Image courtesy of http://www.bssc.edu.au/public/learning_teaching/pd/hotlists_webquests/strategies.shtml
Howard Gardner`s theory of Multiple Intelligences (MI) evolved around the same time of the evolution `new technologies`, (Gardner, 2008). M.I. basic principle is people `know` things differently, and at this present moment there eight M.I.`s, yet that does not mean there are not more ways of knowing.
When trying to relate the technologies in this course and the use of it in education, especially technology that is unknown, I found myself stumbling along. Until the Power Point section, I have personally experienced as a student and Learning Manager in training with the use of this type of technology. Power Point is not only a great teaching tool, it is also a great learning tool -meaning students can work together to create and present a project.
Although, after considerable research on the previous technologies mentioned in this Blog, I find Power Point to be the one that attaches itself well to Gardners M.I. Theory and Kearsley and Shneidermans Engagement Theory (1998). For instance, no one person according to Gardner (2008) has the exact same learning style, which leads to diversity. Mix that diversity with the Engagement Theory of relate, create and donate. Bring it together with Power Point that can be used as a presentation, sent by email or viewed on Learning Management Systems such as Moodle and the students win.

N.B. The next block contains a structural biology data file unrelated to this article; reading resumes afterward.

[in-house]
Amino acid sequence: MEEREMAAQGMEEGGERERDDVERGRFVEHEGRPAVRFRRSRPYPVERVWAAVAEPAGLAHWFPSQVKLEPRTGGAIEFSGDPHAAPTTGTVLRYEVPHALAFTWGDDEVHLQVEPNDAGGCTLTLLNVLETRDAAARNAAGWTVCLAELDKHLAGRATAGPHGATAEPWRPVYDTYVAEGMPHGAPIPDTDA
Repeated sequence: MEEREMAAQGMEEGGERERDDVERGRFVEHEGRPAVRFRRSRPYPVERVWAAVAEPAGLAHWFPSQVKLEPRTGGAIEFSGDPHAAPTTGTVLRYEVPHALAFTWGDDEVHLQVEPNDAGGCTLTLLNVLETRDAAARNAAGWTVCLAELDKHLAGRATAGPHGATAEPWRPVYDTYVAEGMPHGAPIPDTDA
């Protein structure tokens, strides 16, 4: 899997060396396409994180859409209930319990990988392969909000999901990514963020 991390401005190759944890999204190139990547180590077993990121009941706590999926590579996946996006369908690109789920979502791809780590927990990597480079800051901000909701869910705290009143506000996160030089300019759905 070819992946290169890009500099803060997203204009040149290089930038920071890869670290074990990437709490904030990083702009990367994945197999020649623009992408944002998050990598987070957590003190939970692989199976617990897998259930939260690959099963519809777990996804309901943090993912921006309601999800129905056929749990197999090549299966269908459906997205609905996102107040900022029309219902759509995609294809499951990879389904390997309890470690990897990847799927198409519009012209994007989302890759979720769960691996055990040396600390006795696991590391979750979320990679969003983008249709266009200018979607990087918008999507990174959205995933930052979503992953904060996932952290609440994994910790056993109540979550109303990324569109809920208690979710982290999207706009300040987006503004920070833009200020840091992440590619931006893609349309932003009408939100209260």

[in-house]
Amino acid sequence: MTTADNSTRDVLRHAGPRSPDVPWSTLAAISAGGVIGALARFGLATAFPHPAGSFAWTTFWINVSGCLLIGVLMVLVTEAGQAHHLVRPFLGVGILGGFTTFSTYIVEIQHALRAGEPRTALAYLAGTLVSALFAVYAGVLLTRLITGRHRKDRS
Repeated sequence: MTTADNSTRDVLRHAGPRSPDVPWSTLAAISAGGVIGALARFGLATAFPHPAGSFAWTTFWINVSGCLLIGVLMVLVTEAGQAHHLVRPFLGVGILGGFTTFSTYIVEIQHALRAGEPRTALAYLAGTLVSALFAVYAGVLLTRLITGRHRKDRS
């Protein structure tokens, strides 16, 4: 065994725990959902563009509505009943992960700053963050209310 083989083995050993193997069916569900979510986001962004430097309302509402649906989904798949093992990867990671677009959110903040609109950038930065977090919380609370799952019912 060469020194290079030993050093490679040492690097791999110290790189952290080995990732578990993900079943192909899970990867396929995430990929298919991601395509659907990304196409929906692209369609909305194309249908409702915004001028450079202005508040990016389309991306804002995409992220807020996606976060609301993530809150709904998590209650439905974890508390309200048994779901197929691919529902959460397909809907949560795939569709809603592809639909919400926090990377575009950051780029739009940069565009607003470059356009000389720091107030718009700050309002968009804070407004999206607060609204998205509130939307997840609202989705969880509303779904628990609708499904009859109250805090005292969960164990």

They have been engaged and their individual learning styles are utilised in the group effort. But the most positive point I see is if it is done in an education setting and not over the Internet, then all students can participate without being ostracised for not having Internet access outside of school, yes the end product could be put online, but the creation does not necessarily require constant Internet access.
Gardner, H. (2008). M.I. after 20 years. Retrieved September 1, 2009, from
Kearsley, G., & Shneiderman, B. (2008). Engagement theory: a framework for technology-based teaching and learning. Retrieved September 1, 2009, from